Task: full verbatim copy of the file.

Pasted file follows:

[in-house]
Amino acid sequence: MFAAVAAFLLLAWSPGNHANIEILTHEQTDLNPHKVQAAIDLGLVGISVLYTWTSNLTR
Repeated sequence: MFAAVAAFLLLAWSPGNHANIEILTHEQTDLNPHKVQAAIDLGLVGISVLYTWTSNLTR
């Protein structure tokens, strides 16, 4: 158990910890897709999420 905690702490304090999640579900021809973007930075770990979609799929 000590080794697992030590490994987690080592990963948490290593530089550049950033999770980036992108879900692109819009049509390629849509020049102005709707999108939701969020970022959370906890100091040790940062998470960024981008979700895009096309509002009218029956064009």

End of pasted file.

[in-house]
Amino acid sequence: MFAAVAAFLLLAWSPGNHANIEILTHEQTDLNPHKVQAAIDLGLVGISVLYTWTSNLTR
Repeated sequence: MFAAVAAFLLLAWSPGNHANIEILTHEQTDLNPHKVQAAIDLGLVGISVLYTWTSNLTR
């Protein structure tokens, strides 16, 4: 158990910890897709999420 905690702490304090999640579900021809973007930075770990979609799929 000590080794697992030590490994987690080592990963948490290593530089550049950033999770980036992108879900692109819009049509390629849509020049102005709707999108939701969020970022959370906890100091040790940062998470960024981008979700895009096309509002009218029956064009």